In a state where the rougher elements of old-style justice still hover on the periphery, where boys are raised tough and often have too much time on their hands, football is a calming influence. For the Knights, the clubs and saloons of nearby Whitefish are verboten on Friday nights, and several players say they avoid bar brawls lest they lose a spot on the team due to incarceratory concerns. (When one player guesses that as many as half of the Knights' 30-odd players have spent nights in jail, several more at practice the day before the Great Falls game find that estimate somewhat conservative.) The sport is also a safer outlet than other local diversions, which for LaTray and Athey have included fencing with cattle prods and being willingly shocked by a boss's new taser gun. A taser gun? "Hey, this is Montana, man," Athey says, then, in unison with LaTray, "Everybody's got gun."

"Everything boys do here is focused on football," says LaTray. "If you wrestle, you wrestle to train for football. If you box, you do it to train for football. I did the rodeo, because I figured if I could handle getting killed by a bull, I could handle football."

The 27-year-old LaTray is a semipro archetype. He played high school ball in Chinook, Mont., where as a 160-pound sledgehammer of a safety he breathed the sport. However, a protracted bout of walking pneumonia during his senior year led to a heart ailment that caused him to have a mild stroke when, in his final high school game, he suffered his third broken collarbone of the season. Still, he tried to reenter the game. "I wouldn't let them take my pads off," he says. The next fall he attended Crown College in St. Bonifacius, Minn., with hopes of playing, but left after one semester. In the end, "I was devastated," he says.

He returned to Montana, working odd jobs until, in 1998, he heard about an RMFL team that was being formed in Butte, more than 250 miles from his home in Havre. No matter: He was willing to relocate solely to play semipro ball. When that team never came together, he looked into creating a team of his own. "By March 2003, I decided to do it," LaTray says. To wrangle prospective players, he posted 50 fliers throughout the Flathead Valley, a sleepy slice of Montana bordered on three sides by the majestic Rockies running north into nearby Glacier National Park and then Canada, and to the south by gargantuan Flathead Lake. A curious 18 arrived at a soccer field for the team's first workout, on July 20, 2003. The Knights have skipped practice only twice since, even training on Easter, LaTray proudly boasts. While nearly 100 players have come and gone, those that remain are kindred spirits: carpenters and car dealers, masons and chiropractors, gym owners and concrete mixers and a pizza deliveryman who swings by practices during his runs; former high school stars and former roughnecks, with children and bills and no rationale for being so gleefully self-abusive.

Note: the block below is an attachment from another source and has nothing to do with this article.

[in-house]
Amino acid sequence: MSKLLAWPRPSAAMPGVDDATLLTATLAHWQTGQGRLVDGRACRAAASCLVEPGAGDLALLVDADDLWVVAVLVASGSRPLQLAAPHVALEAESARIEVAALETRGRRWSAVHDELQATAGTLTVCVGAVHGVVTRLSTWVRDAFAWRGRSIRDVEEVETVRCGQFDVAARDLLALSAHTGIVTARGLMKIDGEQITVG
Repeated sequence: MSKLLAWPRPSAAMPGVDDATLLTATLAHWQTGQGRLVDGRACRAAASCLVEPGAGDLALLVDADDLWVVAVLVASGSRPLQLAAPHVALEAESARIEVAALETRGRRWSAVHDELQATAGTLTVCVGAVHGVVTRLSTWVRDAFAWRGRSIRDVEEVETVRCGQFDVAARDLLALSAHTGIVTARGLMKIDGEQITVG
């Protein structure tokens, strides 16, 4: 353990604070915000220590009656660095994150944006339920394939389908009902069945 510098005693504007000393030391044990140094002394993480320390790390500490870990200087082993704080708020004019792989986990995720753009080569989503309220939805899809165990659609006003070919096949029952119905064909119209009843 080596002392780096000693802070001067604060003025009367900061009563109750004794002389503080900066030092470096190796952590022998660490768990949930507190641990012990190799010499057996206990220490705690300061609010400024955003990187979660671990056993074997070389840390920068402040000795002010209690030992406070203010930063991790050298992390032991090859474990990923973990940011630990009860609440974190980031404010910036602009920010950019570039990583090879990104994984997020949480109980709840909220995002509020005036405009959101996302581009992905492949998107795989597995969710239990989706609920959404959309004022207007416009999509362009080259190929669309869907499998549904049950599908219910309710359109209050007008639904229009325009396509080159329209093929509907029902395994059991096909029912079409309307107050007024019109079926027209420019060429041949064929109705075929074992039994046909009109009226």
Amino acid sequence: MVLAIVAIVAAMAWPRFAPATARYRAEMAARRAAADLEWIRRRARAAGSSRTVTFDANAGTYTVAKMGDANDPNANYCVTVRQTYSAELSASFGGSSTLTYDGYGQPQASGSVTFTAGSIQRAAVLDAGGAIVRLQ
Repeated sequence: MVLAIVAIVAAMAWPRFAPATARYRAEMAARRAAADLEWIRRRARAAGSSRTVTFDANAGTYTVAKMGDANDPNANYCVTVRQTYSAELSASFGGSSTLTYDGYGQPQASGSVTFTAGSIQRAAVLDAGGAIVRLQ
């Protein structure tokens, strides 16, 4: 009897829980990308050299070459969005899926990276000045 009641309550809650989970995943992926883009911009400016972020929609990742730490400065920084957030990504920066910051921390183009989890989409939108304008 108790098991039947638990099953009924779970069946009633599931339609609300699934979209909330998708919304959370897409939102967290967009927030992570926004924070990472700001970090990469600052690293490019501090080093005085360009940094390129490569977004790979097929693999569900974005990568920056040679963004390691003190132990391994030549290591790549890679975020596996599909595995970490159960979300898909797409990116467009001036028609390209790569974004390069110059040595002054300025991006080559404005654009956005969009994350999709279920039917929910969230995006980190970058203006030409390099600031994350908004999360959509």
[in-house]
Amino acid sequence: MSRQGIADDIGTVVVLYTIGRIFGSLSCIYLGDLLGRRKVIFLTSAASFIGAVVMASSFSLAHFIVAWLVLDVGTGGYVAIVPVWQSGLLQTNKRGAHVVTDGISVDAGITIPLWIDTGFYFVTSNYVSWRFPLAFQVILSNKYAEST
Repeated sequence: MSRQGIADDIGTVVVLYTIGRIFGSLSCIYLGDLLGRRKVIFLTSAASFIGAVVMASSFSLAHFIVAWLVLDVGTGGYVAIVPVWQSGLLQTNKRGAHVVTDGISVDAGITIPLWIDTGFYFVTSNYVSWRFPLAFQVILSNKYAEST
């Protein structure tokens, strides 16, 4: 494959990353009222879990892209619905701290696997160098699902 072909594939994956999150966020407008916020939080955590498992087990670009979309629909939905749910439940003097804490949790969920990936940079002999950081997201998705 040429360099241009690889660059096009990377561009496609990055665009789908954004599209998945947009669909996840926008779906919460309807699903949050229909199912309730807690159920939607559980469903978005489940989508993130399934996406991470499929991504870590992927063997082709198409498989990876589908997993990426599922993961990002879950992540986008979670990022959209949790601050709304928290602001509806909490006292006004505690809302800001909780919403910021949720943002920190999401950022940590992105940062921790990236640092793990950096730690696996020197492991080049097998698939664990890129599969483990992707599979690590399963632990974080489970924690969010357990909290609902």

In freezing winds, the sloppy, penalty-marred game concludes. Great Falls prevails, 21-0, though the Gladiators' errors cost them at least three more touchdowns. Still, one day after former NFL safety Pat Tillman's death in Afghanistan has rocked the country, the effort by both teams seems a tribute to those lucky enough to still have playing days ahead. "Ultimately, no one ever wants to stop playing football," says league commissioner Jared Neumeier as he tosses passes with LaTray in the day's dying light. "Even if it means only practicing, just to get a jersey and stand on the sideline and say to your girl that you play football, you'll gladly do it."